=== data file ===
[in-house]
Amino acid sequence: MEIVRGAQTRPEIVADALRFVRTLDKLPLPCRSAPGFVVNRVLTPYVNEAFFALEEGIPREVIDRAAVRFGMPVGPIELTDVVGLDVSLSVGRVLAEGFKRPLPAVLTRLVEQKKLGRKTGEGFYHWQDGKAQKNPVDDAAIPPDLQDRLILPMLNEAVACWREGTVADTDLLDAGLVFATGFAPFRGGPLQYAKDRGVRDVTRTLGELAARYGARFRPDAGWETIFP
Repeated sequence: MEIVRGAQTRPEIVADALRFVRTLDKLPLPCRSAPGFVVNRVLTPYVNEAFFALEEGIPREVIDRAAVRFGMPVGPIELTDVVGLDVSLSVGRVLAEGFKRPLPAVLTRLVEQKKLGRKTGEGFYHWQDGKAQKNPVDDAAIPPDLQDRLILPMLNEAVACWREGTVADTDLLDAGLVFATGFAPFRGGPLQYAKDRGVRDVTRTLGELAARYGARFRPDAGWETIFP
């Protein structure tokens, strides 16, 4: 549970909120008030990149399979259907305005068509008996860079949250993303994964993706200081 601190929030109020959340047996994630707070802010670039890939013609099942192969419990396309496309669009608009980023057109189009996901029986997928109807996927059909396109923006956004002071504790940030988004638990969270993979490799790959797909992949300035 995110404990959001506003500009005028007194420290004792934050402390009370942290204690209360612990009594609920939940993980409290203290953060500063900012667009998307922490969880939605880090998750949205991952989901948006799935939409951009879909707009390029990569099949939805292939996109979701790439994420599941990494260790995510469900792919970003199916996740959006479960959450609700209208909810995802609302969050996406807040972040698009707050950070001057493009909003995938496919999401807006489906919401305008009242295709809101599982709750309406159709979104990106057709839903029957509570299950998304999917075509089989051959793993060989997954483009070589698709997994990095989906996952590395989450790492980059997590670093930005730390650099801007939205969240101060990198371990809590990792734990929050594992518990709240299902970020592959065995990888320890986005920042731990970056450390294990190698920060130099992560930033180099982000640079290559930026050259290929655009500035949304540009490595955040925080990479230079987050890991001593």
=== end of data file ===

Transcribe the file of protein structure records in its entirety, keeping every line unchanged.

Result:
[in-house]
Amino acid sequence: MEIVRGAQTRPEIVADALRFVRTLDKLPLPCRSAPGFVVNRVLTPYVNEAFFALEEGIPREVIDRAAVRFGMPVGPIELTDVVGLDVSLSVGRVLAEGFKRPLPAVLTRLVEQKKLGRKTGEGFYHWQDGKAQKNPVDDAAIPPDLQDRLILPMLNEAVACWREGTVADTDLLDAGLVFATGFAPFRGGPLQYAKDRGVRDVTRTLGELAARYGARFRPDAGWETIFP
Repeated sequence: MEIVRGAQTRPEIVADALRFVRTLDKLPLPCRSAPGFVVNRVLTPYVNEAFFALEEGIPREVIDRAAVRFGMPVGPIELTDVVGLDVSLSVGRVLAEGFKRPLPAVLTRLVEQKKLGRKTGEGFYHWQDGKAQKNPVDDAAIPPDLQDRLILPMLNEAVACWREGTVADTDLLDAGLVFATGFAPFRGGPLQYAKDRGVRDVTRTLGELAARYGARFRPDAGWETIFP
């Protein structure tokens, strides 16, 4: 549970909120008030990149399979259907305005068509008996860079949250993303994964993706200081 601190929030109020959340047996994630707070802010670039890939013609099942192969419990396309496309669009608009980023057109189009996901029986997928109807996927059909396109923006956004002071504790940030988004638990969270993979490799790959797909992949300035 995110404990959001506003500009005028007194420290004792934050402390009370942290204690209360612990009594609920939940993980409290203290953060500063900012667009998307922490969880939605880090998750949205991952989901948006799935939409951009879909707009390029990569099949939805292939996109979701790439994420599941990494260790995510469900792919970003199916996740959006479960959450609700209208909810995802609302969050996406807040972040698009707050950070001057493009909003995938496919999401807006489906919401305008009242295709809101599982709750309406159709979104990106057709839903029957509570299950998304999917075509089989051959793993060989997954483009070589698709997994990095989906996952590395989450790492980059997590670093930005730390650099801007939205969240101060990198371990809590990792734990929050594992518990709240299902970020592959065995990888320890986005920042731990970056450390294990190698920060130099992560930033180099982000640079290559930026050259290929655009500035949304540009490595955040925080990479230079987050890991001593």